(Legal) Open Air Crop?!

A crop in the cannabis industry may literally be planted in open-air for the first time in Canada this spring. This week, 48North Cannabis Corp. announced their looking into Health Canada's permission to plant 40 hectares around (100 acres') in Ontario, south of Brantford, by late May or maybe early June.

According to company co-head Jeannette VanderMarel ''Cannabis is a plant that was meant to be grown outdoors.'' ''The only reason it moved indoor was because of the illegality of it.''

By growing indoor, there is a lot of expensive materials to obtain first. Heating systems, lighting arrays, a location (rent) those of some of the stuff needed to grow plant in a commercial approach. But all those have a heavy cost and damaging our beloved earth, says VanderMarel. When you think outdoor growing, it cuts the cost of a lot but buying lands are far less expansive than buying a greenhouse or buying the plants it self.

In the market, the estimation for a greenhouse space are around 1.5 million an acre, ''I just bought 100 acres for the same price'' says VanderMarel.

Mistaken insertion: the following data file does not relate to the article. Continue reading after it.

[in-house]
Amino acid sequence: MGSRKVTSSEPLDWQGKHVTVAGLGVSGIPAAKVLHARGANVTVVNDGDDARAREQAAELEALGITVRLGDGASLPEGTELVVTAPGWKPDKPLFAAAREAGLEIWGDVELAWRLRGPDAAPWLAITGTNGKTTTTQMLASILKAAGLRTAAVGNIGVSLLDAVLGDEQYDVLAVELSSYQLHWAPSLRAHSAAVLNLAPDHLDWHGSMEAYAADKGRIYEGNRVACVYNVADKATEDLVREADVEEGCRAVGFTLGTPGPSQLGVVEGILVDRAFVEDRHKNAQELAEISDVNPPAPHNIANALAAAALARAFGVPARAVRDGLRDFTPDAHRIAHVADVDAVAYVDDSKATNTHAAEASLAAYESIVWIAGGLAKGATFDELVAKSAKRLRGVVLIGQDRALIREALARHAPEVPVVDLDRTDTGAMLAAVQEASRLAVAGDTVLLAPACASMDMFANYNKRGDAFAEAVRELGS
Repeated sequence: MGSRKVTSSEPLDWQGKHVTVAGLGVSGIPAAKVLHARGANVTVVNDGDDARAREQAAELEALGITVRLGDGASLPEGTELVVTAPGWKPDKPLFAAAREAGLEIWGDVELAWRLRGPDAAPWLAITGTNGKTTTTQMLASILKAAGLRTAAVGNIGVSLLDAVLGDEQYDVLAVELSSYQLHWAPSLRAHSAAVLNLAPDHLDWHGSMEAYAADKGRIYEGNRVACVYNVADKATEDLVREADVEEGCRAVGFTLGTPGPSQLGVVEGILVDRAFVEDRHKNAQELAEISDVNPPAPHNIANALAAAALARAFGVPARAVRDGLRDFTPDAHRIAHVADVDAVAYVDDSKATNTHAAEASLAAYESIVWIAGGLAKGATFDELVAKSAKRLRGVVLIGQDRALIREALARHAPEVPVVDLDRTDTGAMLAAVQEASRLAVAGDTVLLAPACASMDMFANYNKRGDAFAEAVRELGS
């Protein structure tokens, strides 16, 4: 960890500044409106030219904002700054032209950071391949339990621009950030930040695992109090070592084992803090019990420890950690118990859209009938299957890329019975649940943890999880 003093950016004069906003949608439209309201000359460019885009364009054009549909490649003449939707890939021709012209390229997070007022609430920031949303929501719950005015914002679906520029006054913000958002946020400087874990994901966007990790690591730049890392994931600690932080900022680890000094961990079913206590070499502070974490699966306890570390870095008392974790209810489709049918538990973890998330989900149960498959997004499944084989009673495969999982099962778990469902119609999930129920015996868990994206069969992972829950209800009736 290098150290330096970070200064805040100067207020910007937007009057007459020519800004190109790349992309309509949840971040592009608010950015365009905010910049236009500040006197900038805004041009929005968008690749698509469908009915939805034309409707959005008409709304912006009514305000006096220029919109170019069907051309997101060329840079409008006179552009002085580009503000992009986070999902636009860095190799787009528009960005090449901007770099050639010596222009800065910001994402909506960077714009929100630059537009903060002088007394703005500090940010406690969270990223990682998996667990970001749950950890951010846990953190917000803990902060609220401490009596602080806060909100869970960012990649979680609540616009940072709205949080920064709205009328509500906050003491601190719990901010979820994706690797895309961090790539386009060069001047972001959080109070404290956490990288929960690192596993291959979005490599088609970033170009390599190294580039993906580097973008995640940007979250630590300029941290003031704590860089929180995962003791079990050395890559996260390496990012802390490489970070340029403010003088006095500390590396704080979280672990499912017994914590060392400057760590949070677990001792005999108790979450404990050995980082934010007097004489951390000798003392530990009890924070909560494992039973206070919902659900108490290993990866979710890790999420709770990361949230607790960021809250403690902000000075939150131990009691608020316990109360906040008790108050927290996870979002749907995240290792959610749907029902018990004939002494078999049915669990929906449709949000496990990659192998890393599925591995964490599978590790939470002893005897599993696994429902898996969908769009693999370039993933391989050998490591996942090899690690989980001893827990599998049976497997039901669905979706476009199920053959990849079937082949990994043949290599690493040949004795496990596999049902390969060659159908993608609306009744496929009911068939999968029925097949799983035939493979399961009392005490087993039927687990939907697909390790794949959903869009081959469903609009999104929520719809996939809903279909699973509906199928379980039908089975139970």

There is a multitude of reasons to choose outdoor growing over indoor growing but either way has their own problems as well. An indoor grow will provide multiple crops a year while outdoor can only produce once a year according to University cannabis expert Youbin Zheng.

While indoor growing can limit plants size, outdoor allows for towering cannabis jungle. Certain strains can grow all the way up to 15' feet tall and provide all the way up to 10 pounds of usable buds in one plant says VanderMarel.

With a crops this size, security may be one of the main concern. VanderMarel says the company is working on the security measure by implanting chain-link and barbed-wire fencing, patrolling security guard, cameras and the cherry on the sundae a vibration sensor around the perimeter. 

While the prohibition days, a lot of people in the south of Ontario were given licences for personal marijuana grow. And lots of them experienced breeding and came up with strains that can survive the bipolar weather in Canada.  

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